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Can you earn a ‘real’ graduate degree online?

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7.365_todd_takes_a_classOne of the growing trends in education is to go online. There are plenty of free online classes and educational resources, but the reality is that many of these free courses are simply meant for your own enrichment. You might be able to access OpenCourseWare from MIT for free, but these free resources will not provide you with a degree, and you can’t receive college credit for completing these courses.

But that doesn’t mean online courses are useless. Indeed, many accredited colleges provide ways for you to earn your degree entirely online. You just have to be willing to pay.

“These courses are not free,” says Don Nations, a career and education coach at DNA Coaching. “There are some great classes available online for free but almost no regionally accredited school will allow you to take it and receive credit from the institution.”

Pay for a Legit Degree

“Many online degree programs are very expensive,” says Nations. And he’s right. I was looking into online MBA programs, and found that some of them cost $50,000 to $100,000 to complete. That’s quite the chunk of change. I only looked at accredited programs from schools like the University of North Carolina, Washington State University, and Arizona State University.

“I have a Master’s degree from the University of Maryland,” says Hank Coleman, “and it was earned 100 percent online.” His degree doesn’t come with asterisks; no one looking at his resume would have any idea that he earned his degree entirely using the Internet, through the University of Maryland. His records just show a degree from a respected school.

“There is more legitimacy in taking online courses from a college or university that has a rich history as a brick and mortar institution,” Coleman says.

You also have to be wary of programs that are entirely based online, without offering accredited on-campus courses.

“Many online degrees may not qualify someone to compete for a job which would enable them to pay off their school loans or make the investment in the degree worthwhile,” Nations says.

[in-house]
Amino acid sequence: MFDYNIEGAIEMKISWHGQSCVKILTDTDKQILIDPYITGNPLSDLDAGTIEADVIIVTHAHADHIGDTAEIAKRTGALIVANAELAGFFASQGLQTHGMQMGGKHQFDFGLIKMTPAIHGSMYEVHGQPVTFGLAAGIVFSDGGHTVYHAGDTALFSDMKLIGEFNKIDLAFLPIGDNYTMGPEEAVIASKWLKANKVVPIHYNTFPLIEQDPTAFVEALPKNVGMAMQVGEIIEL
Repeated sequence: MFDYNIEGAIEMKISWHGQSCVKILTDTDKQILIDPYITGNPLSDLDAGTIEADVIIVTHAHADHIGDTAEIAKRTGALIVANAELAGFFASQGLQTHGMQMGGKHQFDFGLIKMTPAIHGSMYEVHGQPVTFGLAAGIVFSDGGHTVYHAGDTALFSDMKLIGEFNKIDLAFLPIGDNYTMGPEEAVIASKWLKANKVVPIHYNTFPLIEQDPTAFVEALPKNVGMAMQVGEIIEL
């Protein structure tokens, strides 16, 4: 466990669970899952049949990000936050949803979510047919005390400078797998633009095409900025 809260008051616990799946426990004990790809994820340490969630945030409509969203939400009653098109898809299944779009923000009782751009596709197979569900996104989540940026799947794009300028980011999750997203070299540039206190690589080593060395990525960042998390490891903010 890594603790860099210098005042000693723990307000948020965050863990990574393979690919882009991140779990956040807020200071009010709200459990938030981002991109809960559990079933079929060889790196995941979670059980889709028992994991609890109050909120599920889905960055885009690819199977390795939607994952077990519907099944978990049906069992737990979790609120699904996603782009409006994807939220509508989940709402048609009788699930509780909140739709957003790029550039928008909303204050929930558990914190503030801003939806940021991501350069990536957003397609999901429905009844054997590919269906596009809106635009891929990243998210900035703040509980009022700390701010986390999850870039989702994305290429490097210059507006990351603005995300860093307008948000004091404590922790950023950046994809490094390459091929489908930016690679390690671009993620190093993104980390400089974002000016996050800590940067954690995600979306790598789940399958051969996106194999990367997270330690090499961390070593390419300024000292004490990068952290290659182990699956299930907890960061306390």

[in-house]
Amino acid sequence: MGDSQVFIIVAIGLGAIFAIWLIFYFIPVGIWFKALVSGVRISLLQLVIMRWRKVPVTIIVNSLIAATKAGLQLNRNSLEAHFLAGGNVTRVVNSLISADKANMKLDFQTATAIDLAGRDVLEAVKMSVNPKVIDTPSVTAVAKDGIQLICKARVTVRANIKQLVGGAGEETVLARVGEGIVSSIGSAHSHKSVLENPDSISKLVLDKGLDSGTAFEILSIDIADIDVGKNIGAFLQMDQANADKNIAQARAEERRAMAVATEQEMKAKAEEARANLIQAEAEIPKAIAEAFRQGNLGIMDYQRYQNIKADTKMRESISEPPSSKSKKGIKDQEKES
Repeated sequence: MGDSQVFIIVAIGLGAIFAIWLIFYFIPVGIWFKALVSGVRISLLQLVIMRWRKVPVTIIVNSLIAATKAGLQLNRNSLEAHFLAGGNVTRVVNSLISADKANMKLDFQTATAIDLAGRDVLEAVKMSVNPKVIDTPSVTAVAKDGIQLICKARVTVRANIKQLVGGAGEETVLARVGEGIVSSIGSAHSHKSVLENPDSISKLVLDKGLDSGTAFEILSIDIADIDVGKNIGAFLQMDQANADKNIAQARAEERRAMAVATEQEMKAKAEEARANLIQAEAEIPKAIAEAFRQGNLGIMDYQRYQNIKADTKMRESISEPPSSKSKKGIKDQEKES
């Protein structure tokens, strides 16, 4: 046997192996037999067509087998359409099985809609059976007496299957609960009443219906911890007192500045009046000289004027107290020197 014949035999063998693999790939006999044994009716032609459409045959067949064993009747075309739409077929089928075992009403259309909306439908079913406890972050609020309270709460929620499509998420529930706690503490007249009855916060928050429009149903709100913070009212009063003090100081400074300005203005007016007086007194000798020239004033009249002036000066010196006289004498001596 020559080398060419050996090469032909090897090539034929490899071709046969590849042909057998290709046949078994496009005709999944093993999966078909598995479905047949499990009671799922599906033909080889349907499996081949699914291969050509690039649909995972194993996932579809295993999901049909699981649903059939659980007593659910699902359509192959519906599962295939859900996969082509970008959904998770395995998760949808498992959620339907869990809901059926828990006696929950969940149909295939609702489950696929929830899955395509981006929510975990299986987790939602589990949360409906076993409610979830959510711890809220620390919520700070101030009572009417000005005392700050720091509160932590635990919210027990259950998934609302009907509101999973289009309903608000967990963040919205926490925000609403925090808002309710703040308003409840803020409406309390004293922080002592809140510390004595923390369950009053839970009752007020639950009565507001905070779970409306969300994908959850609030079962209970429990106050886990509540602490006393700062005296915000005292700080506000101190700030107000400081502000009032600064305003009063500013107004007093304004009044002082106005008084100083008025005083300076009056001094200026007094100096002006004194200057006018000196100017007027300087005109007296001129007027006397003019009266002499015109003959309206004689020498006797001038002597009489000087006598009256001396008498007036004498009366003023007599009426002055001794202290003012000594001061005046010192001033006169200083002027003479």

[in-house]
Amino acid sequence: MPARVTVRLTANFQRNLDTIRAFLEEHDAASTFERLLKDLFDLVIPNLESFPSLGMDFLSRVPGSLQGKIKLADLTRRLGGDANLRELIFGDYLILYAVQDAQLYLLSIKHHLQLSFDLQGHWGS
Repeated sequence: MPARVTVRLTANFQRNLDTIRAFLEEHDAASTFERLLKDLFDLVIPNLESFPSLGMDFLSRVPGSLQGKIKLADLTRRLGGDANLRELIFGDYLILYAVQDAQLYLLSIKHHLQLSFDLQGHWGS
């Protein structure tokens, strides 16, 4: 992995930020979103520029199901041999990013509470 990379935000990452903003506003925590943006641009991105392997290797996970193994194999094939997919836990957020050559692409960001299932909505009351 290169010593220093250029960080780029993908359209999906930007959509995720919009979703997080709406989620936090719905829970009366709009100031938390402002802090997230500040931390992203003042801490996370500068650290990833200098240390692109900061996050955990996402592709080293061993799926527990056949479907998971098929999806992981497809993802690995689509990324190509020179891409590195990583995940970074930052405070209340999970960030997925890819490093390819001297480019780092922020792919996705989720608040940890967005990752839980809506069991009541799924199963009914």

It really does make sense to vet the online program before you sign up.

“The prospective student needs to be clear on goals, desired career and financial condition before entering any educational program,” Nations says.

Also, be aware that some programs aren’t completely online. You might have to meet in person once or twice during the semester. You should also realize that legitimate online graduate degree programs aren’t any easier than many of their “real” world counterparts. My husband teaches graduate courses online, and he requires just as much from his online students as from the students he teaches in person.

An online graduate degree can provide you with a certain amount of flexibility, but you have to be a certain type of person to succeed. Self-motivation, discipline, and an ability to learn with less hand holding is necessary if you want to succeed with an online course or an online degree.

(Photo: Todd Morris)

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One Response to “Can you earn a ‘real’ graduate degree online?”

  1. Bryant says:

    I completely agree! I’m in a solid career with a lot of upward mobility. A MBA will help my career but for me to go through a full-time program will add up to a lot in opportunity costs. And for me, I live in California and while there are great local programs, I am very curious on what other parts of the country can offer. There are a lot more top-tier MBA programs offering distance programs. Carnegie-Mellon and Duke to name a few. Yes, they do require face-to-face meetings, which I feel is somewhat required to meet your cohort and build that network. I hope to start next Fall…depending on my GMAT, which is a whole different challenge.


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